I don’t know that I’ll ever feel such a striking and intense connection to a tree again. But I love knowing that it’s possible—that in dark moments, a greater number of species than I might otherwise have imagined can provide me deep and true comfort. I love that sense of connection, of being intertwined, of transcending unnecessary and imposed boundaries. Flesh and bone, bark and pith—it’s all the structure of life, all from the same source. It’s all connected. It just sometimes takes a dark moment to realize it.
An entry in the Encounters series
Six weeks ago, I walked amongst the red rocks surrounding Sedona, Arizona. I was in Sedona after having driven my mother there and was able to take a few days to enjoy the local landscape, to sit in the sun and read, to walk in the desert and reconnect to a place I had visited once fifteen years before, when I lived in Arizona for a year. Ever since that year, I’ve felt a connection to the Arizona desert landscape and didn’t hesitate to take advantage of the chance to return to the state.
Bell Rock. Taken by Ken Thomas.
Twice while there, I walked the trails looping around Bell Rock and Courthouse Butte, winding my way across the red sandstone and between the twisting Junipers, the trail dipping down into washes and scaling rock outcroppings. On February 4th, I skirted around Bell Rock and took Llama Trail, which meandered away from Courthouse Butte. I lost myself in the rhythm of the hike, my breath syncing with my steps, the landscape unfolding around me. A bounty of birds flitted about in the branches of the surrounding Junipers—which were short and squat, hunkered down low to the ground—and I would stop on occasion to watch them for a few minutes, their quick and jerky movements mesmerizing. The day was a bit cool, the temperature in the fifties with clouds passing overhead. The sun peeked out at times but proved hidden more often than not. As I traversed farther along Llama Trial, the passing clouds turned dark and borderline foreboding, kicking up winds that suggested an oncoming storm.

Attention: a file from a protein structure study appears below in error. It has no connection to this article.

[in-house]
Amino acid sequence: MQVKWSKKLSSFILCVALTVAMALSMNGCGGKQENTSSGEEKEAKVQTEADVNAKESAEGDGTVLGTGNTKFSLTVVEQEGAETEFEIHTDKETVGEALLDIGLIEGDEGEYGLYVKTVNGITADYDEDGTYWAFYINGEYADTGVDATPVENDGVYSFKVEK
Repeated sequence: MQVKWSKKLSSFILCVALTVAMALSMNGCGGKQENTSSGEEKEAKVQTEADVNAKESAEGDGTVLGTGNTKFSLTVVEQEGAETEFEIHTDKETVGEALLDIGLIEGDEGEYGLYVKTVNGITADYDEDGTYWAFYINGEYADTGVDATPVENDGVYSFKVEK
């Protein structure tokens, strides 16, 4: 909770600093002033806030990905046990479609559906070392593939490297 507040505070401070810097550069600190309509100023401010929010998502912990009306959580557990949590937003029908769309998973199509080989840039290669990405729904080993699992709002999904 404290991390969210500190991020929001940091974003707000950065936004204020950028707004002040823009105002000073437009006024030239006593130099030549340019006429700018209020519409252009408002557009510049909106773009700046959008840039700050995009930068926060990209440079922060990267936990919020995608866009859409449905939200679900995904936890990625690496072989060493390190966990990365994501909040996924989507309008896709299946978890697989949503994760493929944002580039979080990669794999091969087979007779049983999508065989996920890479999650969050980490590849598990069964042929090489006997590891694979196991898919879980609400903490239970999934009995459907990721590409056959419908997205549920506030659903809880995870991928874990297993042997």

Climbing up and out of a wash, I crested a small hill and came out the other side of a stand of trees, looking upon a wide expanse of red sandstone marked with small cairns. Off to my right, nearby cliffs towered high, as red as all the other rock and dotted with trees. Beyond the cliffs stretched the sky—and a series of heavy clouds promising rain. I carried a rain jacket in my backpack but no other rain gear. I hoped that any rainfall wouldn’t be too heavy.
In the middle of that stretch of sandstone sat a pair of large rocks, one of them perhaps three feet in diameter and the other a bit smaller and higher. A cairn balanced upon the smaller rock. I walked over to those rocks as an increasing wind stirred around me. From the vantage point of the two rocks, I saw a series of shallow pools forming a line in the sandstone, the worn cavities holding stagnant water from the previous rain. I dropped my backpack on the ground, next to the larger rock, and then went to one of the cavities, kneeling to inspect it. A dead scorpion caught my eye at that moment, its dried husk of a body perched on the rock about a foot from me. Just as I focused on the scorpion, a rain drop hit the stone right next to it, creating a sudden and surprising, tiny burst of darkness. It startled me. I glanced up at the dark sky and then over at the cliffs to my right. There, a mist in the distance—a fuzzy opacity in front of the cliffs. Rain falling. Moments later, more rain arrived, increasing in scale and intensity. The rain patterned the rock around the dead scorpion. Ripples spread in the small pool of stagnant water.